Game of Thrones has set up what promises to be a penultimate episode for the ages, but before we let ourselves get too excited about Jon Snow and the Snow Patrol's battle with the undead up north, we have to address the fifth episode of the season, "Eastwatch." Sure, it was mostly filler — and a ton of plot — but at least Gendry is back!!! That's one question that has finally been answered by the gods. Now let's take a look at the rest of them.
Is Jon Snow the son of Rhaegar Targaryen?
While it's not 100 percent confirmed (yet), from what we’ve been able to piece together with the information available, all signs point to yes. Last season, we learned that Jon was the son of Lyanna Stark, who died shortly after giving birth to baby Jon in the Tower of Joy, located near the Red Mountains of Dorne. Ned promised his dying sister that he would raise the baby as his own. But who is Jon’s father? There’s really only two possibilities: Robert Baratheon or Rhaegar Targaryen, the former Crown Prince of Westeros.
Lyanna was supposedly kidnapped by Rhaegar (a.k.a. Daenerys's older brother). The abduction triggered Robert's Rebellion, a yearlong war led by her betrothed Robert Baratheon to get her back. But thanks to a few thinly veiled clues revealed in "Eastwatch," it's extremely likely that the dragon prince didn't forcefully kidnap Lyanna after all. In one of his old journals, High Septon Maynard wrote that Rhaegar had his marriage to Elia Martell privately annulled in Dorne before marrying another woman in a secret ceremony. It’s pretty evident that the bride in question was none other than Lyanna Stark, the winter rose. These two crazy kids fell in love and ran away together, and from their forbidden union, Jon was born — a legitimate heir to the Iron Throne. Drogon's approach on Jon all but confirmed this.
Wait, but didn't Rhaegar already have two children?
He sure did! Rhaegar and Elia had two children; a daughter named Rhaenys, and a son, Aegon. Both pregnancies nearly killed Princess Elia, so the odds of having a third child were unlikely. In George R.R. Martin's A Clash of Kings, Daenerys has a vision of her late brother in the House of the Undying. In it, she sees Rhaegar and a woman who is supposedly Elia with baby Aegon. "He is the Prince that was Promised, and his is the song of ice and fire," Rhaegar says. Then, looking directly to Daenerys, he adds, "There must be one more ... the dragon has three heads."
It's clear that Rhaegar believed that newborn Aegon was the Prince Who Was Promised, the messianic figure ( male or female) destined to "bring the dawn." So it's possible that Rhaegar, wishing to fulfill the prophecy, married Lyanna out of necessity. If the dragon has three heads, then Rhaegar needed to sire another legitimate child. Sadly, Rhaenys and Aegon were brutally murdered by Gregor Clegane, along with their mother Elia, towards the end of Robert's Rebellion.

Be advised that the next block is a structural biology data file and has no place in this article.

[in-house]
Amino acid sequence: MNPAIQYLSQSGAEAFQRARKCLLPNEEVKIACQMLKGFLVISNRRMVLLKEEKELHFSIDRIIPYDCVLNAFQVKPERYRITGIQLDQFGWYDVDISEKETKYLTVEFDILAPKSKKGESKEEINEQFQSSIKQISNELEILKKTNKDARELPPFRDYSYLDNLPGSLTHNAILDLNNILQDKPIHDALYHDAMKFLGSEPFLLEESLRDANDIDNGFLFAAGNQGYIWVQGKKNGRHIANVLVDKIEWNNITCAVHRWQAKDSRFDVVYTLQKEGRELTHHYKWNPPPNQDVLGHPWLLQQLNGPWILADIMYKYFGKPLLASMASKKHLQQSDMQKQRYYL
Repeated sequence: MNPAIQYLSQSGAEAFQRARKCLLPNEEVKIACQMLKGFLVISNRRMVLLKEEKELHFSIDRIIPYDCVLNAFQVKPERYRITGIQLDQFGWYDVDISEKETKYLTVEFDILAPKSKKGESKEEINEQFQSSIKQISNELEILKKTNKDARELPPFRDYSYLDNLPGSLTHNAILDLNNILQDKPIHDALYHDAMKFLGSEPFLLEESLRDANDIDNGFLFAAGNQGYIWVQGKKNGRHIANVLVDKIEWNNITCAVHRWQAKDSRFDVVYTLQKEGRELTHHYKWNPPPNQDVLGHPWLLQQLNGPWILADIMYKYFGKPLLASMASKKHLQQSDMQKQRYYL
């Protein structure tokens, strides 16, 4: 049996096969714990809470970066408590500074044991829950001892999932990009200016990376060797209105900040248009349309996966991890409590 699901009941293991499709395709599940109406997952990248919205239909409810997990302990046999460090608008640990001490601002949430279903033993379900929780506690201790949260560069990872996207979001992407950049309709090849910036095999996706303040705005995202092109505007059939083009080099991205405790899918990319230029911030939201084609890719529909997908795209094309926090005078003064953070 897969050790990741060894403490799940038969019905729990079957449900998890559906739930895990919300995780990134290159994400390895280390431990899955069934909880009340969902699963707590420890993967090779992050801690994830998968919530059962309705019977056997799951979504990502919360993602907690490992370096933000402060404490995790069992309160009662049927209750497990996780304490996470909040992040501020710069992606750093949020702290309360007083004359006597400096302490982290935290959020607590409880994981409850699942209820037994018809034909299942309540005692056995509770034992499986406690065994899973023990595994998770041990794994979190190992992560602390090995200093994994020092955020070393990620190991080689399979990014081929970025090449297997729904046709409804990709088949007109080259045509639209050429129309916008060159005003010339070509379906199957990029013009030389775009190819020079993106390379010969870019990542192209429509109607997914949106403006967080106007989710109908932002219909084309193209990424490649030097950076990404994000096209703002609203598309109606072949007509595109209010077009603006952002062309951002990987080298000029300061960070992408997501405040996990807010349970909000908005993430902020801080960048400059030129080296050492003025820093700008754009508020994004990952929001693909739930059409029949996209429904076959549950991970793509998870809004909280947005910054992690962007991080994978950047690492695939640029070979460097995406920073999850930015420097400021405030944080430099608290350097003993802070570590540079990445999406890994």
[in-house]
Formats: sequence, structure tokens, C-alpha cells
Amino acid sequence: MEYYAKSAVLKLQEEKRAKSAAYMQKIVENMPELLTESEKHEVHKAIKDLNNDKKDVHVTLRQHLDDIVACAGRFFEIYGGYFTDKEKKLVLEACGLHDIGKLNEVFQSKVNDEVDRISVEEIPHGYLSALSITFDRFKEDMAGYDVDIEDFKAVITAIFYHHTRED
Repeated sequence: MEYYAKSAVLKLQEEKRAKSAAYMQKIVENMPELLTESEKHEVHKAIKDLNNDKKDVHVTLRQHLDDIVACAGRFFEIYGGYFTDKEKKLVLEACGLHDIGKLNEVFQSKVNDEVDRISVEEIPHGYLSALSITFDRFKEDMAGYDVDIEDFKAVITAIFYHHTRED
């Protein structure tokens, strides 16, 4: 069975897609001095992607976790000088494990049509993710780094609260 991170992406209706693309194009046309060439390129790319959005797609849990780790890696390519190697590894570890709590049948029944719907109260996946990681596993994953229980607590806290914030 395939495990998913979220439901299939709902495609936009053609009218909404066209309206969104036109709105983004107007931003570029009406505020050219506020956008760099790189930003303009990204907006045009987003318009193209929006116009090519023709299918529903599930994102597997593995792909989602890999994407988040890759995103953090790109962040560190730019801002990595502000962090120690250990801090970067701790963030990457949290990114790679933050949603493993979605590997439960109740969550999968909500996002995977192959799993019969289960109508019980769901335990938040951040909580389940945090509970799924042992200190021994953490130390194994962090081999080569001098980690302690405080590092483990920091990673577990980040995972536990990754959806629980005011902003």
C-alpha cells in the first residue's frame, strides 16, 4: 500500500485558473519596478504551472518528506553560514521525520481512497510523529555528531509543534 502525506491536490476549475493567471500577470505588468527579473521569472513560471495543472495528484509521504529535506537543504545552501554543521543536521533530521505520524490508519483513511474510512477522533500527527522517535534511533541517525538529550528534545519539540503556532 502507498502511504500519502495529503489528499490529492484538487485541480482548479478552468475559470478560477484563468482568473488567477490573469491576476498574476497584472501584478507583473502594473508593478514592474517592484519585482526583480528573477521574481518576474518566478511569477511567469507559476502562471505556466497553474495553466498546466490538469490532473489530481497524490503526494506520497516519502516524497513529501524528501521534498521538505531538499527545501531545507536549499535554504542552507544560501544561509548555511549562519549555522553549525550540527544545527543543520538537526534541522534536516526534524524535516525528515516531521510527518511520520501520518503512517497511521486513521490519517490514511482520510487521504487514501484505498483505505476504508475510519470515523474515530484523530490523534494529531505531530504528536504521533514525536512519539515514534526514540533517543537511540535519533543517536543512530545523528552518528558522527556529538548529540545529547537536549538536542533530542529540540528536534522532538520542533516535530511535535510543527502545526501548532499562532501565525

Does Jon Stark actually think Tyrion's plan is going to work?
So he wants to kidnap a wight and bring it south of the wall to King’s Landing to essentially throw on Cersei’s doorstep and say, “TOLDJA!” But even if the Snow Patrol is able to capture one of the undead, how would they keep it, uh, animated long enough to make it to King’s Landing? Unless Daenerys wants to take it for a ride on the Drogon express, that thing isn’t going to make it. Also, who says Cersei is even going to care? Cersei wants nothing more than to kill her enemies — including both Jon and Daenerys — and an army of undead sure seems like the perfect opportunity to wipe them off the chess board, permanently. Cersei is unreasonable. There’s no way she's going to willingly go along with this, and I’m not even sure Jaime could convince her to play nice at this point.
Which members of the Snow Patrol will be killed?
Despite the odds, Jon is going to survive this suicide mission. I'd wager that The Hound will also make it out unscathed, since we're way overdue for some Cleganebowl action. Davos is fine, since he's smart enough to stay behind at Eastwatch-by-the-Sea. We just got Gendry back, so I'm pretty sure fans would be rioting in the streets if he goes down north of the Wall. Let's not forget he's also the only highly skilled blacksmith Team Jon has at this point, and he could come in mighty handy when it comes to forging weapons out of dragonglass and Valyrian steel. That leaves Tormund, Jorah, Thoros of Myr, and Beric Dondarrion.
Thoros and Beric are arguably the most expendable in terms of storytelling, but I don't suspect this is going to be the bloodbath the internet is expecting it to be. Long gone are the days when Game of Thrones truly shocked us with a major death. My guess is someone from the Brotherhood is going down. After all, this was their one true purpose, according to the Lord of Light. They're the pawns in the Great War.
Will Daenerys come to the rescue?